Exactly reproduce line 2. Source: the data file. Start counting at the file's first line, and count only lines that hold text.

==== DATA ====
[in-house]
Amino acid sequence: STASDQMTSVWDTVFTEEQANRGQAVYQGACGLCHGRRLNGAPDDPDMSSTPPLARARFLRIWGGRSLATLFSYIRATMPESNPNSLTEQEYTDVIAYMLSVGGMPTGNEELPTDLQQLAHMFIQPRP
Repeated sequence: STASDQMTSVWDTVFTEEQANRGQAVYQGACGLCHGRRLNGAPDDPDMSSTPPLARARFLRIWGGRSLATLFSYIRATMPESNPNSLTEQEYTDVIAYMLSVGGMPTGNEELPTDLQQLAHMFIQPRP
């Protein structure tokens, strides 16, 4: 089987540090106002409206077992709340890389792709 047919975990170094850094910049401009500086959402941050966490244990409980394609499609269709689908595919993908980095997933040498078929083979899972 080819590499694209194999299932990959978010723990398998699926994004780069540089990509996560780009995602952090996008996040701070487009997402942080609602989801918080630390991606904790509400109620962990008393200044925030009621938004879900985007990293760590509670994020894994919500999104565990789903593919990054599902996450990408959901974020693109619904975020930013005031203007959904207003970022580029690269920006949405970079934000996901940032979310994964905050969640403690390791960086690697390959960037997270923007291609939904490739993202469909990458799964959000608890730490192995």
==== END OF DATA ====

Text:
Amino acid sequence: STASDQMTSVWDTVFTEEQANRGQAVYQGACGLCHGRRLNGAPDDPDMSSTPPLARARFLRIWGGRSLATLFSYIRATMPESNPNSLTEQEYTDVIAYMLSVGGMPTGNEELPTDLQQLAHMFIQPRP